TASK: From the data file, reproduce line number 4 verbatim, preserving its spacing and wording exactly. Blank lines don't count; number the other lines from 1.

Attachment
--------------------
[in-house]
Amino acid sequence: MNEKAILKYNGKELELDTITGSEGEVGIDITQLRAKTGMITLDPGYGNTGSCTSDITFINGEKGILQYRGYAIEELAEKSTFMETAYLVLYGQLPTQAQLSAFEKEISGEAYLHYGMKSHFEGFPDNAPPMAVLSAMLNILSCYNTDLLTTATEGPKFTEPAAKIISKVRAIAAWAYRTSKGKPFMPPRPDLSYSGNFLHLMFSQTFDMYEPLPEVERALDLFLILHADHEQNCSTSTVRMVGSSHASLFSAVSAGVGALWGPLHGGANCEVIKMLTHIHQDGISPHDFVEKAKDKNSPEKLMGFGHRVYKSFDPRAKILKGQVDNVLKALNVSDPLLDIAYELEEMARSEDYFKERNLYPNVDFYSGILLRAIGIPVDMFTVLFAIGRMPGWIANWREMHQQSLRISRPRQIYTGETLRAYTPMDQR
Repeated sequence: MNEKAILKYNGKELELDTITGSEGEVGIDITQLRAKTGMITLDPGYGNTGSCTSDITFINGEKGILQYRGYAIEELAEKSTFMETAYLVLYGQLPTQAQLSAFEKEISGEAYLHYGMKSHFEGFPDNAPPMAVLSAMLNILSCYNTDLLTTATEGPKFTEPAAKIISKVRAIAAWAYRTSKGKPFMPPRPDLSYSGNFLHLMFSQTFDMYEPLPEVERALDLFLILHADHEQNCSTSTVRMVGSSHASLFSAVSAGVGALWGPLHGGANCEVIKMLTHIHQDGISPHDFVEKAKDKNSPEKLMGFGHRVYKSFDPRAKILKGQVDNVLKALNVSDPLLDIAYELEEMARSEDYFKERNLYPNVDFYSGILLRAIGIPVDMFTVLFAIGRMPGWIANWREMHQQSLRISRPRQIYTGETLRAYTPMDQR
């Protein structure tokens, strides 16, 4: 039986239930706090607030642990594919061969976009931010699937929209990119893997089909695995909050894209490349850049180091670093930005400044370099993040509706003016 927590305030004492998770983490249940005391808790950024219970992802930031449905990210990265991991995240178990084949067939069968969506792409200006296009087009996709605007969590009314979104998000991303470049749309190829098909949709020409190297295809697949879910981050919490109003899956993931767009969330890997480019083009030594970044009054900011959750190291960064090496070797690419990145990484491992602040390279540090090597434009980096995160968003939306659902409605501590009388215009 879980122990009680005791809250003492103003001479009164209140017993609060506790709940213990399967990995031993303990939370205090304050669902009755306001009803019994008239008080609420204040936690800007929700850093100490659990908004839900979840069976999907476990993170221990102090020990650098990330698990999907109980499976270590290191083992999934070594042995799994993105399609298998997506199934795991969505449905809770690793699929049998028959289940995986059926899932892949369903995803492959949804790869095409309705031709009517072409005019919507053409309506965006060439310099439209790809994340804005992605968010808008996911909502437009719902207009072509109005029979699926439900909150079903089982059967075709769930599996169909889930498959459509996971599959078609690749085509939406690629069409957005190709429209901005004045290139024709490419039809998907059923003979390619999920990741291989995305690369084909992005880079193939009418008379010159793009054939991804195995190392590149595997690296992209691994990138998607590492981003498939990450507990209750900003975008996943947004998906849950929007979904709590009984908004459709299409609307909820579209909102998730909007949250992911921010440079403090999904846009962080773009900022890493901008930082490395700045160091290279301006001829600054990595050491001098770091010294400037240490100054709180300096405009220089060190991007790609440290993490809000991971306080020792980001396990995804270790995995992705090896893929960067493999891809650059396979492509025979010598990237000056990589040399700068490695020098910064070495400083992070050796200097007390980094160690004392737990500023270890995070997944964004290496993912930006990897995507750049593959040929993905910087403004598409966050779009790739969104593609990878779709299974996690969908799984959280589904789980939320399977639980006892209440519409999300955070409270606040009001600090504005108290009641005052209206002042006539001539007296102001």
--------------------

């Protein structure tokens, strides 16, 4: 039986239930706090607030642990594919061969976009931010699937929209990119893997089909695995909050894209490349850049180091670093930005400044370099993040509706003016 927590305030004492998770983490249940005391808790950024219970992802930031449905990210990265991991995240178990084949067939069968969506792409200006296009087009996709605007969590009314979104998000991303470049749309190829098909949709020409190297295809697949879910981050919490109003899956993931767009969330890997480019083009030594970044009054900011959750190291960064090496070797690419990145990484491992602040390279540090090597434009980096995160968003939306659902409605501590009388215009 879980122990009680005791809250003492103003001479009164209140017993609060506790709940213990399967990995031993303990939370205090304050669902009755306001009803019994008239008080609420204040936690800007929700850093100490659990908004839900979840069976999907476990993170221990102090020990650098990330698990999907109980499976270590290191083992999934070594042995799994993105399609298998997506199934795991969505449905809770690793699929049998028959289940995986059926899932892949369903995803492959949804790869095409309705031709009517072409005019919507053409309506965006060439310099439209790809994340804005992605968010808008996911909502437009719902207009072509109005029979699926439900909150079903089982059967075709769930599996169909889930498959459509996971599959078609690749085509939406690629069409957005190709429209901005004045290139024709490419039809998907059923003979390619999920990741291989995305690369084909992005880079193939009418008379010159793009054939991804195995190392590149595997690296992209691994990138998607590492981003498939990450507990209750900003975008996943947004998906849950929007979904709590009984908004459709299409609307909820579209909102998730909007949250992911921010440079403090999904846009962080773009900022890493901008930082490395700045160091290279301006001829600054990595050491001098770091010294400037240490100054709180300096405009220089060190991007790609440290993490809000991971306080020792980001396990995804270790995995992705090896893929960067493999891809650059396979492509025979010598990237000056990589040399700068490695020098910064070495400083992070050796200097007390980094160690004392737990500023270890995070997944964004290496993912930006990897995507750049593959040929993905910087403004598409966050779009790739969104593609990878779709299974996690969908799984959280589904789980939320399977639980006892209440519409999300955070409270606040009001600090504005108290009641005052209206002042006539001539007296102001």